I would recommend using M-x customize-option RET variable-name-here to customize them unless you are comfortabe editing Emacs lisp directly. I don’t ignore anything in Ido beyond the defaults, as I prefer to use the more general completion-ignored-extensions as it works with and without Ido.

To make Ido use completion-ignored-extensions you need to enable it:

(setq ido-ignore-extensions t)

Now you can customize that variable as well: M-x customize-option RET completion-ignored-extensions. Go ahead and add all the useless object files, backup, autosave and other computing flotsam you don’t want Ido to show.

NOTE: Ido will still complete the ignored elements if Ido would otherwise not show any other matches. So if you type out the name of an ignored file Ido will still let you open it just fine.

Ido Cheatsheet

Here’s a quick cheatsheet of all the interesting Ido commands.

The “Available In” column indicates where the keybinding is available. “All” means that it is a feature inherent to ido-completing-read and as such is available in all the completion engines. “Files”, “Dirs” and “Buffers” means it is only available in one of those.

General-purpose Commands

C-b Reverts to the old switch-buffer completion engine. Available in Buffers.

C-f Reverts to the old find-file completion engine. Available in Files.

C-d Opens a dired buffer in the current directory. Available in Dirs / Files.

C-a Toggles showing ignored files (see ido-ignore-files). Available in Files / Buffers.

C-c Toggles if searching of buffer and file names should ignore case. (see ido-case-fold). Available in Dirs / Files / Buffers.

TAB Attempt to complete the input like the normal completing read functionality. Available in Dirs / Files / Buffers.

C-p Toggles prefix matching; when it’s on the input will only match the beginning of a filename instead of any part of it.

C-s / C-r Moves to the next and previous match, respectively. Available everywhere.

C-t Toggles matching by Emacs regular expression.. Available everywhere.

Backspace Deletes characters as usual or goes up one directory if it makes sense to do so.. Available everywhere.

C-SPC / C-@ Restricts the completion list to anything that matches your current input. Available everywhere.

// Like most Linux shells two forward slashes in a path means “ignore the preceding path, and go back to the top-most directory”. Works the same in Ido but it’s more interactive: it will go to the root / (or the root of the current drive in Windows) Available in Files.

~/ Jumps to the home directory. On Windows this would be typically be %USERPROFILE% or %HOME%, if it is defined. Available in Files / Dirs.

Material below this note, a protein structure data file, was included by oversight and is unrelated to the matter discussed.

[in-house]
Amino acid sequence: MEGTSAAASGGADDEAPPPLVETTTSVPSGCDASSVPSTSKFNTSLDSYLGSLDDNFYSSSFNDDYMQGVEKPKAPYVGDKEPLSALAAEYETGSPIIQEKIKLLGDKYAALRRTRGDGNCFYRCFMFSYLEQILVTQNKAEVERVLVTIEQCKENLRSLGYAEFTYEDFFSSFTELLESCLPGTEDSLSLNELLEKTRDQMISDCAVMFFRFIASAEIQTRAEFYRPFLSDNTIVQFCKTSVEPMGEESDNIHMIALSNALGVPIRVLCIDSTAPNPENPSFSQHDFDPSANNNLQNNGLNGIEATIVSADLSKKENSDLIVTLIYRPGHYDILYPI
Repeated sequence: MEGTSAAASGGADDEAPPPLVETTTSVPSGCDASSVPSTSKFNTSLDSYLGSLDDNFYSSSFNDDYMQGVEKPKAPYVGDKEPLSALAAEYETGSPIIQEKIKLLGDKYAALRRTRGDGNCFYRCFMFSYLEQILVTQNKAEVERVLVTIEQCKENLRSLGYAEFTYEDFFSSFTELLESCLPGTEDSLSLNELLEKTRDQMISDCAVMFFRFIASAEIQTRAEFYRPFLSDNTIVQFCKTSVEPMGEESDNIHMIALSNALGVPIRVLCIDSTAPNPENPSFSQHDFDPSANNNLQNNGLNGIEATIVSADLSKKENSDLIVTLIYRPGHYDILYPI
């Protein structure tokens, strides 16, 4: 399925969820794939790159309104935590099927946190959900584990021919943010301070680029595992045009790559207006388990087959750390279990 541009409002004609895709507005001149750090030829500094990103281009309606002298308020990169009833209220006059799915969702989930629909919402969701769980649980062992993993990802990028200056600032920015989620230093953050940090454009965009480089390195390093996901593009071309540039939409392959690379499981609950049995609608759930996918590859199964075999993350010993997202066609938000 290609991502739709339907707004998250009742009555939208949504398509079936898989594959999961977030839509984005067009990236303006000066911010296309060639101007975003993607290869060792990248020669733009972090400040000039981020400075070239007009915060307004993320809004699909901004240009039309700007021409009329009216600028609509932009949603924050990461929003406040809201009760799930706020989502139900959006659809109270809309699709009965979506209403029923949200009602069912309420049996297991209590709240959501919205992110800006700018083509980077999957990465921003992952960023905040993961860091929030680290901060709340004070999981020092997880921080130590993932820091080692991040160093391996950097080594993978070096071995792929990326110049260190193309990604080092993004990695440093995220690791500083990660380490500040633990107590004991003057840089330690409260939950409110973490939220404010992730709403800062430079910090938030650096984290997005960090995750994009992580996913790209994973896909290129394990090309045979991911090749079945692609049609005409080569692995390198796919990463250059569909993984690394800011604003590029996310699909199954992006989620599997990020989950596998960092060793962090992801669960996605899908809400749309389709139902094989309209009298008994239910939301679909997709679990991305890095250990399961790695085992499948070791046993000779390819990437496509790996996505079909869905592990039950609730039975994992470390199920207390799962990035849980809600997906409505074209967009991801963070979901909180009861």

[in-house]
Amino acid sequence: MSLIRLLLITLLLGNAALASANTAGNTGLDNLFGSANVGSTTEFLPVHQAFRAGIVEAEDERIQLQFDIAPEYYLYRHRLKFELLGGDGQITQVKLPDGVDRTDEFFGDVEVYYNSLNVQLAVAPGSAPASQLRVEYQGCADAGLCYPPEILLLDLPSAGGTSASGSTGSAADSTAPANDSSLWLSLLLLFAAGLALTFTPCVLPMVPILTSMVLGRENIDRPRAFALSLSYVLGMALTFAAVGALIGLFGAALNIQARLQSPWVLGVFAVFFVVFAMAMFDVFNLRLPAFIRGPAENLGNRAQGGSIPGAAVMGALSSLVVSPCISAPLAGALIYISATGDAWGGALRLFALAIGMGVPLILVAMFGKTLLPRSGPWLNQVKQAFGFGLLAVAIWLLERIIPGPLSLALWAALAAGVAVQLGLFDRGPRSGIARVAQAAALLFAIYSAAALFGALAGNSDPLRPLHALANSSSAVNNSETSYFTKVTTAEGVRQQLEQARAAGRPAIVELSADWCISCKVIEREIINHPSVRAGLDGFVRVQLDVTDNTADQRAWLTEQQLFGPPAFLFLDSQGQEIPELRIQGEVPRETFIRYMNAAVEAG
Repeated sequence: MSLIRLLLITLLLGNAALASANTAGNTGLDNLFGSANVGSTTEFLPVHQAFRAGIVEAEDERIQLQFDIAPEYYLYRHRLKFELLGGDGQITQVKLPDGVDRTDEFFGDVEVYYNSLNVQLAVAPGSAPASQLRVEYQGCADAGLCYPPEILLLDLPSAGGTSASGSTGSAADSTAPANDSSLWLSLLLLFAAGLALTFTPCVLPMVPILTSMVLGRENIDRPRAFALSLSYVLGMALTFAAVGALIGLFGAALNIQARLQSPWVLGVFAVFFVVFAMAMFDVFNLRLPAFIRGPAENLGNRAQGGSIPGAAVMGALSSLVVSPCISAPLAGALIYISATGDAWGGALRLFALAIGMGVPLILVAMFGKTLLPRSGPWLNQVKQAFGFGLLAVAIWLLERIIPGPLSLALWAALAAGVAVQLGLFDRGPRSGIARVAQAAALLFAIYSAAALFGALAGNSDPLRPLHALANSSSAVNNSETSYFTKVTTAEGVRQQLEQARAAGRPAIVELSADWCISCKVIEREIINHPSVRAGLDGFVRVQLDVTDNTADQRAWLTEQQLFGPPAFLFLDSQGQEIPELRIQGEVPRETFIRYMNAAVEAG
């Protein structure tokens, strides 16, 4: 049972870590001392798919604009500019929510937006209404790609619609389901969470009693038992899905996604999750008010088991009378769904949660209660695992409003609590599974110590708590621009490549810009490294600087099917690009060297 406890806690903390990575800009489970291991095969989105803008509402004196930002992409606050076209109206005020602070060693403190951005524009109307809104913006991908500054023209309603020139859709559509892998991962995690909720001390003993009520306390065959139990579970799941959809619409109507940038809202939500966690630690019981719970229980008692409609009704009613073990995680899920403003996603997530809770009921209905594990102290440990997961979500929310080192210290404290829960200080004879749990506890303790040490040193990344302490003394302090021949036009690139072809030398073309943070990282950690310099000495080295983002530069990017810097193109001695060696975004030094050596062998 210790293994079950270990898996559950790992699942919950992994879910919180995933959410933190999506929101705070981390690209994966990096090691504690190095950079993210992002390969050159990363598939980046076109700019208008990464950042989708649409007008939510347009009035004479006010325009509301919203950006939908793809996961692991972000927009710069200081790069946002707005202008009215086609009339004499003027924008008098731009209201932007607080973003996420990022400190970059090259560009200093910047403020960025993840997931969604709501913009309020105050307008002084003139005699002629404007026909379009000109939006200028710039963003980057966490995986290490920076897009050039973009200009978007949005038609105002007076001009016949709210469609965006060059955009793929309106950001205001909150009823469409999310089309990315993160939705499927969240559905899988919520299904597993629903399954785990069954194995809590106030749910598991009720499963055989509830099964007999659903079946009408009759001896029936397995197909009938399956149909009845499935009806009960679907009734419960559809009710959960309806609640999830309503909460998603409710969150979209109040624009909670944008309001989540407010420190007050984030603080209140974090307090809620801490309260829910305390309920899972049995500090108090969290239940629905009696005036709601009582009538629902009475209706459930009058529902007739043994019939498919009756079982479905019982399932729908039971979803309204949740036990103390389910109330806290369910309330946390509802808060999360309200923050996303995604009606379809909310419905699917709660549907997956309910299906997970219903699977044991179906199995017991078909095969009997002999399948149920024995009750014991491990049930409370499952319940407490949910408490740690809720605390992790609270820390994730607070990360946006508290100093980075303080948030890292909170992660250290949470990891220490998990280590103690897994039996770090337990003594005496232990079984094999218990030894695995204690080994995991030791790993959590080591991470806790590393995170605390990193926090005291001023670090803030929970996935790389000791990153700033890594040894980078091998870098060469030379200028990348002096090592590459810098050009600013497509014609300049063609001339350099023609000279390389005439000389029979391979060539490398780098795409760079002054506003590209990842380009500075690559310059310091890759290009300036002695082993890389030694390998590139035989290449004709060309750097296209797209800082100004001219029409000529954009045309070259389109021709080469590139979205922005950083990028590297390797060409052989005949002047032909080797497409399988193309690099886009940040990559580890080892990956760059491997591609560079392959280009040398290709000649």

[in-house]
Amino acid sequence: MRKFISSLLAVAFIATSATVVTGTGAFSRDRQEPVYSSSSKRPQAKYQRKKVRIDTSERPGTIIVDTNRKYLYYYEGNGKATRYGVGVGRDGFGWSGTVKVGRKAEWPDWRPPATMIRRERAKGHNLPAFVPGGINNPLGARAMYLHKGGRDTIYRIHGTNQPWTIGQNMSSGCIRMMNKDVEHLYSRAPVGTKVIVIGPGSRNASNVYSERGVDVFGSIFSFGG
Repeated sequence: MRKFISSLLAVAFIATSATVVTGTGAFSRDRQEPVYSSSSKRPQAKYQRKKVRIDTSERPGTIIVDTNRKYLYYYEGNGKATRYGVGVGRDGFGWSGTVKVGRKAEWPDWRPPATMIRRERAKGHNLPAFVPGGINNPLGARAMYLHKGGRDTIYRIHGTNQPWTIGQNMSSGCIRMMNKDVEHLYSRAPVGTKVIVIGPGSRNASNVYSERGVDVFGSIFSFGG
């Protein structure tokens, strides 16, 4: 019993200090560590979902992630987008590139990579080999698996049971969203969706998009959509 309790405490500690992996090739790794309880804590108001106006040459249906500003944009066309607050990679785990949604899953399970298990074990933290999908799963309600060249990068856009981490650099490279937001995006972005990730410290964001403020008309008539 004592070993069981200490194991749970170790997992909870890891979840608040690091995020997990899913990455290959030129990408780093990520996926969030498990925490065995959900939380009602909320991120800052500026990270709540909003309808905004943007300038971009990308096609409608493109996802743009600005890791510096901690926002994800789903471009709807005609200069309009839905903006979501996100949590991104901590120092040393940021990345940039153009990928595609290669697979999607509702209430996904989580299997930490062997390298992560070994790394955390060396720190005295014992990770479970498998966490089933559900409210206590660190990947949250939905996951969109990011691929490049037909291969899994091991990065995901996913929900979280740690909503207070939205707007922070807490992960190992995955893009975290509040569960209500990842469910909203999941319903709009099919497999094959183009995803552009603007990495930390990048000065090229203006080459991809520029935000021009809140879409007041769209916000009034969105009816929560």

M-d Searches for the input in all sub-directories to the directory you’re in.. Available in Files.

C-k Kills the currently focused buffer or deletes the file depending on the mode.. Available in Files / Buffers.

M-m Creates a new sub-directory to the directory you’re in. Available in Files.

OK, so you probably won’t get in the habit of using all the commands. That’s fine, but some are more important to remember than others, like: Backspace; C-s and C-r; // and ~/; and C-d.

If Ido is getting in your way, remember the fallback commands: C-f for files; C-b for buffers.

Work Directory Commands

Work directories are recently used directories that Ido caches so the files and directories in them can be quickly recalled. Work directory commands only function in find-file routines, but that goes without saying.

You change the cached directory list by manipulating the variable ido-work-directory-list. If you’re tired of Ido caching slow, transient or generally unwanted directories you can add regular expressions to the list in ido-work-directory-list-ignore-regexps to keep Ido from caching them.

Similarly, when you go to the next or previous work directory you can force Ido to disregard directories that do not match your current input. To change this behavior, set ido-work-directory-match-only.

KeybindingDescription
M-n, M-pCycles through the next or previous work directories.
M-kKills (removes) the active work directory from the list.
M-sM-s forces ido to search the list of work directories for the current input.

Using M-s is an excellent way to quickly scan recently used directories for files. You do not have to explicitly type M-s as Ido will automagically start searching after a few seconds of idle time.

You can change the work directory merge delay by modifying the ido-auto-merge-delay-time variable.

Further Reading

Have you read my Reading Guide yet? It's a curated guide to most of my articles and I guarantee you'll learn something whether you're a beginner or an expert. And why not check out my book?